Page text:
OBJECTIVE - To investigate whether the dipeptidyl peptidase-4 inhibitor vildagliptin improves endothelium-dependent vasodilatation in patients with type 2 diabetes. RESEARCH DESIGN AND METHODS - Sixteen subjects with type 2 diabetes (age 59.8 ± 6.8 years, BMI 29.1 ± 4.8 kg/m 2, HbA 1c 6.97 ± 0.61) on oral blood glucose-lowering treatment were included. Participants received vildagliptin 50 mg b.i.d. or acarbose 100 mg t.i.d. for four consecutive weeks in a randomized, double-blind, cross-over design. At the end of each treatment period, we measured forearm vasodilator responses to intra-arterially administered acetylcholine (endothelium-dependent vasodilator) and sodium nitroprusside (endotheliumin-dependent vasodilator). RESULTS - Infusion of acetylcholine induced a dose-dependent increase in forearm blood flow in the experimental arm, which was higher during vildagliptin (3.1 ± 0.7, 7.9 ± 1.1, and 12.6 ± 1.4 mL · dL -1 · min -1 in response to three increasing dosages of acetylcholine) than during acarbose (2.0 ± 0.7, 5.0 ± 1.2, and 11.7 ± 1.6 mL · dL -1 · min -1, respectively; P = 0.01 by two-way ANOVA). Treatment with vildagliptin did not significantly change the vascular responses to sodium nitroprusside. CONCLUSIONS - Four weeks' treatment with vildagliptin improves endothelium-dependent vasodilatation in subjects with type 2 diabetes. This observationmight have favorable cardiovascular implications. © 2011 by the American Diabetes Association.


Kouijzer I.J.E.,Radboud University Nijmegen | Bleeker-Rovers C.P.,Radboud University Nijmegen | Bleeker-Rovers C.P.,Nijmegen Institute for Infection | Oyen W.J.G.,Nijmegen Institute for Infection | Oyen W.J.G.,Radboud University Nijmegen
Seminars in Nuclear Medicine | Year: 2013

Fever of unknown origin (FUO) is commonly defined as fever higher than 38.3 C on several occasions during at least 3 weeks with uncertain diagnosis after a number of obligatory tests. FUO remains a clinical challenge as no diagnosis is reached in up to 50% of cases. In general, infection accounts for one-fourth of cases of FUO, followed by neoplasm and noninfectious inflammatory diseases. FDG-PET is a sensitive diagnostic technique for the evaluation of FUO. Especially integrated imaging combining PET and CT facilitates anatomical localization of focally increased FDG uptake, thereby guiding further diagnostic tests to achieve a final diagnosis. FDG-PET/CT appears to be a more sensitive diagnostic tool in FUO than stand-alone FDG-PET, because of the precise anatomical localization of small lesions and better differentiation between physiological and pathologic metabolic foci. With FDG-PET/CT becoming widely available, FDG-PET/CT should be a routine procedure in the workup of FUO. © 2013 Elsevier Inc. All rights reserved.


Kox M.,Radboud University Nijmegen | Kox M.,Nijmegen Institute for Infection | Pickkers P.,Radboud University Nijmegen
JAMA Internal Medicine | Year: 2013

The current view in intensive care medicine is that very sick patients need very intensive treatment. However, in this group of highly vulnerable patients, more intensive reatment may promote the chances of unwanted adverse effects and hence, iatrogenic damage. Therefore, we state that critically ill patients probably benefit from a more cautious approach. Using data from large clinical trials of previous years, we exemplify that less intensive treatment is associated with a better outcome in intensive care patients and suggest that we reappraise patient management as well as trial design in intensive care medicine while bearing in mind the "less is more" paradigm.We illustrate our case by describing the intensity of the most relevant treatment options for patients with septic shock, including mechanical ventilation, fluid management, blood pressure-targeted therapy, corticosteroids, patient monitoring, sedation, and nutrition.We conclude that treatment of critically ill patients while keeping in mind the "le s is more" paradigm might not only benefit the patient but could also have a notable impact on the ever-increasing intensive care-related health care costs.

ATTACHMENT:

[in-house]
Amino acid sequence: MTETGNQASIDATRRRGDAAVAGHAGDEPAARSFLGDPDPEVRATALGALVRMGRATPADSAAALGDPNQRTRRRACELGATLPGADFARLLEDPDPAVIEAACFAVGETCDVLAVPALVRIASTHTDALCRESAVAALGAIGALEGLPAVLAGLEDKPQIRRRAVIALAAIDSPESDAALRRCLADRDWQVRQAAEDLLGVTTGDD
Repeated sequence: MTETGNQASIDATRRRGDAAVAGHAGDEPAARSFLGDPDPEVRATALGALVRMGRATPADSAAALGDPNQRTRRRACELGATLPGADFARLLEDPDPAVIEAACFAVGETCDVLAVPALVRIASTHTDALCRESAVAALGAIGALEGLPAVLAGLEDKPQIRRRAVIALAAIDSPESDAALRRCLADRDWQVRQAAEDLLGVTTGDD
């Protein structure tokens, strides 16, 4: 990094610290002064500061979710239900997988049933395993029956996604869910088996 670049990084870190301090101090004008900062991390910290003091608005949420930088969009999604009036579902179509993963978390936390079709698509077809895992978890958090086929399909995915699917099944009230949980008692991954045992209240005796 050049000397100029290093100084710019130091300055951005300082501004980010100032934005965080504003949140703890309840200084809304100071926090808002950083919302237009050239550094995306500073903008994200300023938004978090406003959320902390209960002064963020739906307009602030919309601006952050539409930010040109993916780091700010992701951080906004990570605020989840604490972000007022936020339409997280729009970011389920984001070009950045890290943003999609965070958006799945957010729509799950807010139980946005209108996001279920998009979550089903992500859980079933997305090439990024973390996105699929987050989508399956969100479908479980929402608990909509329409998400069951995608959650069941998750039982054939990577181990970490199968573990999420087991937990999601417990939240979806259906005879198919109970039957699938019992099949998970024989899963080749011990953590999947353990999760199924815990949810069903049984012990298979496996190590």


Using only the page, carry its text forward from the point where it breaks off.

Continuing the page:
Colbers A.,Radboud University Nijmegen | Colbers A.,Nijmegen Institute for Infection | Greupink R.,Radboud University Nijmegen | Burger D.,Radboud University Nijmegen
Current Opinion in Infectious Diseases | Year: 2013

PURPOSE OF REVIEW: Treatment with combination antiretroviral therapy during pregnancy reduces the chance of mother to child transmission of HIV. Physiological changes during pregnancy can lead to lower exposure to antiretrovirals, possibly resulting in virological failure. For most antiretrovirals, data on exposure during pregnancy and transplacental passage are limited. This review summarizes the most recent information on pharmacokinetics (including transplacental passage), efficacy, as well as the safety of antiretrovirals during pregnancy. RECENT FINDINGS: Intensive-sampling pharmacokinetic studies as well as observational studies using sparse sampling were performed to explore the exposure to antiretrovirals during pregnancy. Transplacental passage, efficacy (viral load at delivery and infection status of the newborn) and safety information were evaluated for several antiretrovirals. SUMMARY: For most nucleoside/nucleotide reverse transcriptase inhibitors and protease inhibitors, recent research shows a decreased exposure during pregnancy. However, the advantage of a general dose increase during pregnancy still remains unclear. For newer compounds and efavirenz, limited or no data on pharmacokinetics during pregnancy or transplacentally are available, while the mechanisms of transplacental passage also remain unknown. For safety reasons, it will be important to monitor pregnancy outcomes in resource-limited settings during the implementation of the WHO guidelines (including the use of efavirenz during pregnancy). © 2013 Wolters Kluwer Health | Lippincott Williams & Wilkins.